The fallacy of successful Cuban communism is at an end 

Kieran Neild-Ali

July 15, 2021

When Fidel Castro died in 2016, Jeremy Corbyn, the then Leader of the Labour Party, praised the communist revolutionary who ruled Cuba for almost 50 years as a “huge figure in our lives”. Corbyn spoke of his “heroism” and the nation’s ‘impressive’ health and education services.   

It’s not unusual to see politicians in liberal Western nations present Cuba as an example of how ‘democratic socialism’ can work. Bernie Sanders also gushed about Castro’s education and literacy programmes during the 2020 presidential election campaign.   

But both Corbyn and Sanders wilfully ignored the appalling human rights atrocities committed by Castro’s communist state. Between 1959-1970, historian Hugh Thomas estimated that perhaps 5,000 political prisoners had been executed by firing squadsTestimonies by Cuban prisoners in 1986 exposed the Cuban communist regime for practicing torture and biological experiments on inmates in ‘hard labour camps’.  All these egregious acts of human right abuses escaped the minds of Castro apologists when they delivered his eulogy that year.  

Of course, proponents of the politics of Corbyn and Sanders will assert there are differences between the communism of Castro and their own socialism. But for those trained in the study of political theory, socialism was, according to classical Marxism, a stage on the way to communism  a society in which the state owns the means of production. This is what we see in all self-professed communist countries. 

But given that another revolution is brewing in the streets of Havana, could the fallacy of successful Cuban communism, held in high esteem by those who’ve never experienced it, be finally coming to an end? 

Dozens of people have been arrested in Cuba after thousands joined the biggest rallies for decades against the government’s mismanagement of the Covid crisis and the nation’s rapidly deteriorating economy. Protesters can be heard calling: “We have no fear” and “Down with the dictatorship”.  

This is not out-of-the-blue: the Cuban people have a long list of grievances following 62 years of communist rule. But inhabitants have been worn down by months of shortages, power cuts, inflation, and surging Coronavirus cases. Medicine has run out – despite that “world class healthcare service.”  

President Biden has rightly come forward to show US support for the activists, welcoming their efforts to force regime change.  

It remains to be seen whether these revolts will gather pace and deliver regime change. But the Cuban government will not relinquish control without a fight: the state-owned telecommunications company has removed social media sites from their servers and is cutting off the internet to stem the tide of growing support for the pro-democracy demonstrations.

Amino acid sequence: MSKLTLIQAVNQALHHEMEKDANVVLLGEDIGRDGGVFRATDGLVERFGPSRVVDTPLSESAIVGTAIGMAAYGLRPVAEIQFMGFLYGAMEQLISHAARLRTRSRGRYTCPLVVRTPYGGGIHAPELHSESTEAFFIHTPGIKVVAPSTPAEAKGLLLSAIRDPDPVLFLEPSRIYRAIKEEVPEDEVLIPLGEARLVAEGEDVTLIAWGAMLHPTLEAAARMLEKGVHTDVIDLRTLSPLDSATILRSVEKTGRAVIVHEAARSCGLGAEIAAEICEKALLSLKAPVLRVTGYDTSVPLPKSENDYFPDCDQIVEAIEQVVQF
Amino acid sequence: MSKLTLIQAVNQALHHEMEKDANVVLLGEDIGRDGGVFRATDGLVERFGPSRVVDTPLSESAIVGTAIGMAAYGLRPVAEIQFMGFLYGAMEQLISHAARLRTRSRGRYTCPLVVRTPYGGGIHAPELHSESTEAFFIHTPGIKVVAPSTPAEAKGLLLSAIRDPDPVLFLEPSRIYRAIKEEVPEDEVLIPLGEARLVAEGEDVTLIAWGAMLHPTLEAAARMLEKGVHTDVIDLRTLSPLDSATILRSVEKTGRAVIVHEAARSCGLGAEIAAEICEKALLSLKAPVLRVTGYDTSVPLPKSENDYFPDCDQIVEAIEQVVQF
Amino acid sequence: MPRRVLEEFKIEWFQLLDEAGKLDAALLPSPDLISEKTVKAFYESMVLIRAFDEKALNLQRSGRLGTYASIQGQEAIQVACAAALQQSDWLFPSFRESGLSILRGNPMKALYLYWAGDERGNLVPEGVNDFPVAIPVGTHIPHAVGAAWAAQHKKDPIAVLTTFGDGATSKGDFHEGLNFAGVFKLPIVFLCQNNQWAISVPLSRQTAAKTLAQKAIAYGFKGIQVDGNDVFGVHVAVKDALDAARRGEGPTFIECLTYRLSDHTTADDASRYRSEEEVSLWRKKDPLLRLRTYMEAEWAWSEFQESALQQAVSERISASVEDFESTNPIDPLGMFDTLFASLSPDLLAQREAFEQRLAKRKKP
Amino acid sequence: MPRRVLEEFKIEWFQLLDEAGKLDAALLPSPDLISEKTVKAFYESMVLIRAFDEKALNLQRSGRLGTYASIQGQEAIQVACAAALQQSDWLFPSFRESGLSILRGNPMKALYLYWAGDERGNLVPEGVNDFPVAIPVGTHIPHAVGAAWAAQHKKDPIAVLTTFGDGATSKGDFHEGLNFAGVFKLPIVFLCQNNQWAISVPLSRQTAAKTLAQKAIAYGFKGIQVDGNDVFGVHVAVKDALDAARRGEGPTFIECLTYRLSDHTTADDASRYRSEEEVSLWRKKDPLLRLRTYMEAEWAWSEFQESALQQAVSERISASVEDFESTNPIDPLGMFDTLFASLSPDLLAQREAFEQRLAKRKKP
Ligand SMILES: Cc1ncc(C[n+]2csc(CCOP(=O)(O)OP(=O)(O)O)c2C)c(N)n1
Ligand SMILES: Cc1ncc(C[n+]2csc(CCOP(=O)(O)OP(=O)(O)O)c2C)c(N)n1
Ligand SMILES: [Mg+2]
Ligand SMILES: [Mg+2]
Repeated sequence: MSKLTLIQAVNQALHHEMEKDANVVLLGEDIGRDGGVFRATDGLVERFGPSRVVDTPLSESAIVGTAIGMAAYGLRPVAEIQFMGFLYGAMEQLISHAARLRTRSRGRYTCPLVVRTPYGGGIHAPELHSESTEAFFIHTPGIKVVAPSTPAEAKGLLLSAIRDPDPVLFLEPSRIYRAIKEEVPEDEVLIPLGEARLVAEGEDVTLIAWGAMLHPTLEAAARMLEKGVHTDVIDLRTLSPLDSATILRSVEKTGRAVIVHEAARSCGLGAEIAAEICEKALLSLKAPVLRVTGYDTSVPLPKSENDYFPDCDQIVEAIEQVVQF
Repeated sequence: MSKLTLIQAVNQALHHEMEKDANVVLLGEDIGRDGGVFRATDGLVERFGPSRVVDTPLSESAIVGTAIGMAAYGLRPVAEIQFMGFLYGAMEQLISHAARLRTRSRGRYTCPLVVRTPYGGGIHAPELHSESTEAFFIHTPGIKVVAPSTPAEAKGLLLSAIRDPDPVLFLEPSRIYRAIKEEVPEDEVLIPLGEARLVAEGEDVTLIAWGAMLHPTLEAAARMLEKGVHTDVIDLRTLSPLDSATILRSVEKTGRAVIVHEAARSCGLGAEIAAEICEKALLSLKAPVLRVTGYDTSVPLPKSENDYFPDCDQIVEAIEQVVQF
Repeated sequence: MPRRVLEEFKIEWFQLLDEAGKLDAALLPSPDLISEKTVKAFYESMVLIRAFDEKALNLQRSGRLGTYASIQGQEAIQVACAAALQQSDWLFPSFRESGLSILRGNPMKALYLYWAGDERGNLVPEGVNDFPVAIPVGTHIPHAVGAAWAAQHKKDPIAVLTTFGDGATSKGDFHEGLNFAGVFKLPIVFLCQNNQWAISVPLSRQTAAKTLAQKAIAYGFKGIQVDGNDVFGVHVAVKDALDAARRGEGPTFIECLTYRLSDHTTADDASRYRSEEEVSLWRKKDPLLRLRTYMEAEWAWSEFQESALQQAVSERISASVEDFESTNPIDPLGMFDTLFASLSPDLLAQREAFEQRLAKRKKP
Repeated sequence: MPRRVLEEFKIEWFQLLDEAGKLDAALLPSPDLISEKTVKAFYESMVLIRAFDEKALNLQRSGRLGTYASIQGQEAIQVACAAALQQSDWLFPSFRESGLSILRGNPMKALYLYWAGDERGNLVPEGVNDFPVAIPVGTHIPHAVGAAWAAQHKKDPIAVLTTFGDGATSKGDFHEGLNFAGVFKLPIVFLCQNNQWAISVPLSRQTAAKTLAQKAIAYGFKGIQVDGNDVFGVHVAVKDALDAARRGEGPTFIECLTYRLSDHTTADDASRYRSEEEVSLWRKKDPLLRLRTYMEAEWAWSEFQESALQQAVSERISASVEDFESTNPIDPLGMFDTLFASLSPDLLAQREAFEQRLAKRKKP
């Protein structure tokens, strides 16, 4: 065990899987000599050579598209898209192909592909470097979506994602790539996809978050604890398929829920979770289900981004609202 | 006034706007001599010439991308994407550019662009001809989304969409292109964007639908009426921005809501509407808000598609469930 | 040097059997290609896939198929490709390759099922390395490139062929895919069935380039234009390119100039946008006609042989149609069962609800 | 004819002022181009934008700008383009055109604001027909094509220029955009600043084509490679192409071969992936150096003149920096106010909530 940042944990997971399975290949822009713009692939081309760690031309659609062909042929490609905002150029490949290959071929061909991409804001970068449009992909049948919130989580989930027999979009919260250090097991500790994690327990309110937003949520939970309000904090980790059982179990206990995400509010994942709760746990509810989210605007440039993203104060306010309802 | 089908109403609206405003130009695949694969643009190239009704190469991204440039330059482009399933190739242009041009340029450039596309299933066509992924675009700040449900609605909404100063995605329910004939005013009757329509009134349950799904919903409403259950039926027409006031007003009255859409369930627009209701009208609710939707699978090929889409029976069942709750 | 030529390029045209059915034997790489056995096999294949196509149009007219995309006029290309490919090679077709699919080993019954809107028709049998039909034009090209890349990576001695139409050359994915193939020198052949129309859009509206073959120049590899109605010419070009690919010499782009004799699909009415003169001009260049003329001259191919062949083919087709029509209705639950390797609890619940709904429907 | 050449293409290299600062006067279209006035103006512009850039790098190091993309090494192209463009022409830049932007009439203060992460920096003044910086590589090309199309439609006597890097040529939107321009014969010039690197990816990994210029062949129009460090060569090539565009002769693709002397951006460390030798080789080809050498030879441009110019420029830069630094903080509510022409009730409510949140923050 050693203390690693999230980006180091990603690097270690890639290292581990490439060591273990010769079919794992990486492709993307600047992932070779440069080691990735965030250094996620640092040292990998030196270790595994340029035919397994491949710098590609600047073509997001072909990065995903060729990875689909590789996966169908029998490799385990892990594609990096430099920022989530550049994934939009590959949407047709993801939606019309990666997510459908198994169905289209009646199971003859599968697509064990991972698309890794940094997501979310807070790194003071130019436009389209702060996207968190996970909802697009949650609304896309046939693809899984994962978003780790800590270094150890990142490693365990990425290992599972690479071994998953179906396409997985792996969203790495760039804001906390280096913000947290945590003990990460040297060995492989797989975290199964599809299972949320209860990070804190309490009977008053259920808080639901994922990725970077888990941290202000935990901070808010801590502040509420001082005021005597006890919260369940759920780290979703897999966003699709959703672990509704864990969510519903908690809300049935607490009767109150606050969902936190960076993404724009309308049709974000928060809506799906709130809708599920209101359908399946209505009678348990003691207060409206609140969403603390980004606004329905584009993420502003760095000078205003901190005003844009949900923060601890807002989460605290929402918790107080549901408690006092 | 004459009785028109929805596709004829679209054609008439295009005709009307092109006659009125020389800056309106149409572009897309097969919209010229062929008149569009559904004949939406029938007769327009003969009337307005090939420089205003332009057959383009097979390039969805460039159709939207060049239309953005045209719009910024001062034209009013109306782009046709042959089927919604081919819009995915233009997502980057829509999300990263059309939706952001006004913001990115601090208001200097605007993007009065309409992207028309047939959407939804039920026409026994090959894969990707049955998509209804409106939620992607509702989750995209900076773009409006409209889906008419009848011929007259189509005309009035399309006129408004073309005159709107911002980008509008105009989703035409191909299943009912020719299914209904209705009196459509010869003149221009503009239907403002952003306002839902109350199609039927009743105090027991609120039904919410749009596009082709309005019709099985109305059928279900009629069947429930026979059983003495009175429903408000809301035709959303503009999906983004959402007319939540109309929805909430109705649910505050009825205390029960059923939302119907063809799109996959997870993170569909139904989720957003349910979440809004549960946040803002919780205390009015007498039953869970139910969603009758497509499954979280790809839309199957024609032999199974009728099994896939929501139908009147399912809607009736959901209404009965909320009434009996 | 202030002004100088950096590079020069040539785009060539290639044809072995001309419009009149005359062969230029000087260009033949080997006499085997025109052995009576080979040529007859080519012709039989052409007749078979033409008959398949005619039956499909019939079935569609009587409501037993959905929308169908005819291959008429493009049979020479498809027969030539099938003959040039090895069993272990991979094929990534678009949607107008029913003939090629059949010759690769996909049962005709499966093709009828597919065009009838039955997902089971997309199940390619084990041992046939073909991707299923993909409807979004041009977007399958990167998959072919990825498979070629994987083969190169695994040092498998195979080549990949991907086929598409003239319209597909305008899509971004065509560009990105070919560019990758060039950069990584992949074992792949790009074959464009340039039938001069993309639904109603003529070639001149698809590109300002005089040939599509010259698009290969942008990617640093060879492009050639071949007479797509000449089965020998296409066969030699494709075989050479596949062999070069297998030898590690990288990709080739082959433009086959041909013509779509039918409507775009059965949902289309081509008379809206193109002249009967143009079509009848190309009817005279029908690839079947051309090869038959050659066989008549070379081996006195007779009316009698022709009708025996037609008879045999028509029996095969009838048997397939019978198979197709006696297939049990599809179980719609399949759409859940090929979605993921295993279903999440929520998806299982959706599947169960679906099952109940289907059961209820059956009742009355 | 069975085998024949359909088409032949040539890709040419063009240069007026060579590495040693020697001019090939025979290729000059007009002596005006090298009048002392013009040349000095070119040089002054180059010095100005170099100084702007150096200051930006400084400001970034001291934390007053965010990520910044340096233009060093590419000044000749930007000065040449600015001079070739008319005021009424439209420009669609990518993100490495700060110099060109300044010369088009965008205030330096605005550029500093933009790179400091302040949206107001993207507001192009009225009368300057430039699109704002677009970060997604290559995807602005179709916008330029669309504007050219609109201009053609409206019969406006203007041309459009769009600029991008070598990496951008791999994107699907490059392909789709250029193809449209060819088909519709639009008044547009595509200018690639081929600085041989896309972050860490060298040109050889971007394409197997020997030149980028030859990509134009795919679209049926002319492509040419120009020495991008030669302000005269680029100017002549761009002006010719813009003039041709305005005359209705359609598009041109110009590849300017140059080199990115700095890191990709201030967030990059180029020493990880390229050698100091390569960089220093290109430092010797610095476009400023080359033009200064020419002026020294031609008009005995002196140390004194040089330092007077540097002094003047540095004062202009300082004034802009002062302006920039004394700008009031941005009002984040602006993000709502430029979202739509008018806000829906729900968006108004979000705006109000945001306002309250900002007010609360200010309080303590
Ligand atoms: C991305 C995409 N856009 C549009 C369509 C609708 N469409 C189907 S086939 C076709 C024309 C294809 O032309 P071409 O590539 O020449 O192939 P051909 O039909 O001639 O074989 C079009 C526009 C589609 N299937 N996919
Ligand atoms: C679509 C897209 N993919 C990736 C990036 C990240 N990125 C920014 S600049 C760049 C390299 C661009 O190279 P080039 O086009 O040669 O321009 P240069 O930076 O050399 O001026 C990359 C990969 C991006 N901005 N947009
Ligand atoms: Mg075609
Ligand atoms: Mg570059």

The protests should not be seen as an immediate reaction to the pandemic. It is an outburst against chronic systematic oppression from a regime that has subjected its citizens to poor living conditions in the name of an ideology. 

The fallacy that communism has been good for Cuban’s has begun to unravel. This is evidently clear based on data from the Human development index, which uses life expectancy, education, and per capita income indicators to rank countries. Cuba, a nation of 11 million, ranks twelve places lower than the neighbouring island of the Bahamas and eleven places below Barbados, each with a population under half a million. From being ranked fifth in the hemisphere in per capita income, third in life expectancy, second in per capita ownership of automobiles and telephones before the revolution, Cuba has suffered a miserable decline.    

Discontent with the regime has been expressed before. In 1990, following the collapse of the USSR, riots erupted in the major cities over food shortages. Cuba relied heavily on Russian food imports to feed its people, but after the collapse of the USSR, the average Cuban saw their daily intake of calories fall from 2,600 calories a day in the 1980s, to between 1,000 and 1,500 by 1993.   

The communist regime had itself admitted that a fully state-run economy cannot provide its citizens with the resources and prosperity they need without market forces and private initiative. Much like Lenin’s New Economic Policy, Cuba gradually reformed to reduce state interference in sectors of the economy in what became to be known as the “New Cuban Economy”. But allowing taxi drivers and shop keepers to work outside the control of the state was not enough. The state’s control of everything from food rations, prices and freedom of expression been a catastrophic failure. 

 As the people of Cuba undertake a struggle against an authoritarian regime, apologists for Castro’s communist revolution and admirers of Cuba’s healthcare and education should take time to reflect. No matter whether you believe in socialism or encourage the workers of the world to unite, it is hard to deny that on the ground in Cuba, the communist experiment has failed, and people want their freedom back.  


Written by Kieran Neild-Ali

Kieran Neild-Ali is Communications & Marketing Assistant at the Institute of Economic Affairs

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